Interview: Tempel Discuss The Influence Of Ancient Chinese Art On Their New Album

An interview with guitarist Ryan Wenzel | By Morgan Y. Evans

Tempel’s new record, On The Steps Of The Temple (on the very rejuvenated Prosthetic), is a thrillride of instrumental metal made by a duo unapologetic in approach. “Avaritia’s” wayward and haunting psych country bleeds into Floyd cuddling black metal that chills and twists like a mountain road before reaching warmer routes again. 53 Minutes of music that you won’t mind allowing into your life, songs that can be absorbed, blasted, spaced out to- but not forgotten. The Arizona band will draw you in for the kill.

This record is good from the jump! I love how “Mountain” begins in a nearly ambient fashion then picks up speed before the first big riff really knocks you out and you realize this is going to be a unique experience. Your songs really tell stories, even with no vocals. 

Thanks! Creating a story or a theme for this album was something we really put a lot into. We wanted to use the music, song titles and artwork to create a complete experience. We also really like having an opener that goes right at the listener out of the gate. It’s probably something we’ll continue.

Does it make it easier or harder to write as a duo? It seems like you probably don’t disagree that often. These songs all really are cohesive.

I think it’s easier for us since Rich and I are pretty much on the same musical wavelength. Adding another member to the mix would complicate our dynamic. I do pretty much all the writing on my own then present the song to Rich without drums. From there he figures out his drum parts and evaluates the song for any changes. We demo the songs at the studio and then re-evaluate them accordingly. When we disagree it’s almost always because one or the other feels like an idea needs to be fleshed out more or changed in some way. We can be very stubborn but we have a huge respect for each other’s opinion so it’s all for the better.

These songs really bring pictures into the mind’s eye. You probably get that a lot. It is great to listen to as a writer because I can really get into a creative space listening to your work. It’s kind of like how I sort of prefer The Ocean’s Pelagial album instrumental version. But there is something about the lack of vocals with your work that lets the listener examine their own feelings.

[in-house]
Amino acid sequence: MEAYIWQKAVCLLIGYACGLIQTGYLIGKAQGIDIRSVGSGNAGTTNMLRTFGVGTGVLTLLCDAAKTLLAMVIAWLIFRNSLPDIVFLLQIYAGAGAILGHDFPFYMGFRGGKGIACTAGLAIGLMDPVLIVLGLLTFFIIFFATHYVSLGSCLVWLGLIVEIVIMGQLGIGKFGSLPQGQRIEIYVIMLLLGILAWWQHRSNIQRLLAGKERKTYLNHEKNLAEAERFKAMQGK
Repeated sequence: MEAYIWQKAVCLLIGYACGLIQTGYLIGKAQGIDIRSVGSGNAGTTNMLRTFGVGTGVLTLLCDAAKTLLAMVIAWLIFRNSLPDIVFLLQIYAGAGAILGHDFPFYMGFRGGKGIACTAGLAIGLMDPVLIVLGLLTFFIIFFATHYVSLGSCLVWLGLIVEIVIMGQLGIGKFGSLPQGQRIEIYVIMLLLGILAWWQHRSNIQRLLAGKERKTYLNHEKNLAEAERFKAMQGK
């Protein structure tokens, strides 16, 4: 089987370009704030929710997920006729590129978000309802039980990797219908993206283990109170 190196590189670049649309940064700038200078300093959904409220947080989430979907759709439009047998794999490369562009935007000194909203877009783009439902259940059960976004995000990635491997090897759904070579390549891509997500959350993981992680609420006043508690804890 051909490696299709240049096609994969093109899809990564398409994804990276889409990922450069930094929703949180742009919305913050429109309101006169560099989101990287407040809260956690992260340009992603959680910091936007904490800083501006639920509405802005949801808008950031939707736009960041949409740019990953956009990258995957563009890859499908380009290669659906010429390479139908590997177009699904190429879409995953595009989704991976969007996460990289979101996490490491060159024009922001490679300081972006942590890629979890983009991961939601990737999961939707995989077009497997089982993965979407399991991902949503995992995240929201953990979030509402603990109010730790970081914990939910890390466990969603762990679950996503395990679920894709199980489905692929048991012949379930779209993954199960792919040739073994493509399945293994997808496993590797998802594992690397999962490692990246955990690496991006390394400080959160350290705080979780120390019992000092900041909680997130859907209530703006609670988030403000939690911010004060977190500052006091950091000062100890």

I think both of us feel like the best kind of music- whether it’s instrumental or not- creates a sense of imagery or mood. We wanted to make an album that you can play from start to finish and hopefully get some kind of fulfillment out of it. We present the music, song titles and artwork and leave the listener to interpret what they experience or feel.

Can you discuss the moody, ancient cover art of On The Steps Of The Temple?

The art is actually a small portion of a huge scroll painting “A Solitary Temple Amid Clearing Peaks” by an ancient Chinese artist Li Cheng. We had half the song’s titles, and the band name already chosen before we came across the painting. When we saw it, we knew immediately that was what we needed to use. It’s such a layered and evocative piece of art. We were able to use the whole scroll for the CD booklet, plus a couple more ancient scroll paintings to create an overall theme.

How does it feel being involved with Prosthetic? They have been on a roll with killer signings lately. This is like another golden era for that label with stuff so good from Anacondas to Zodiac and this release.

We are extremely grateful that Prosthetic were willing to give us a chance and sign us. It’s rare that a label will sign an instrumental band who doesn’t play live or isn’t the best at promotion. For them to allow us to be ourselves, do what we do, and get our music out there is huge for us. We’re very happy where we are and hope to continue doing great work together.

“The Mist That Shrouds The Peaks” is ten minutes of power. Is it harder playing something more controlled like that slower song than a fast one? Probably my favorite track as it has a grim but dark and melodic power that I love in the slower music of Daylight Dies or mid-era Katatonia, for example.

Thanks, glad you enjoy it! When planning out the songs we wanted to have a doom inspired epic on the album since we are fans of the genre. It can be a challenge trying to keep a 10-minute instrumental doom song interesting and in fact, it was one of the more challenging songs we recorded. The final version is so much different than the original demo. We went through a few different versions until we finally settled on a version we were both happy with.

Any particular temples from human history you find impressive? I would like to visit the Dakshinkali Temple in Kathmandu. Not that I am really into goat sacrifice, but I love Kali.

They all are really fascinating. The Mayan Chichen Itza Temple of the Warriors is incredible. I know Rich would really like to visit Angkor Wat, and generally speaking, we’re both very interested in anything historical.

As  musicians, do you consider yourselves metal artists or more that you draw on many disciplines?

Metal will always be a part of me. It’s a huge part of what got me playing guitar. It’s such a massive genre with so many influences and branches it’s really one of the most fascinating genres. I do however listen to bands and artists that aren’t metal and have respect for all different kinds of music. It keeps me balanced. Our goal is to create the best songs possible, no matter what types of genres or sub-genres that may entail.

Tempel - On The Steps Of The Tempel cover

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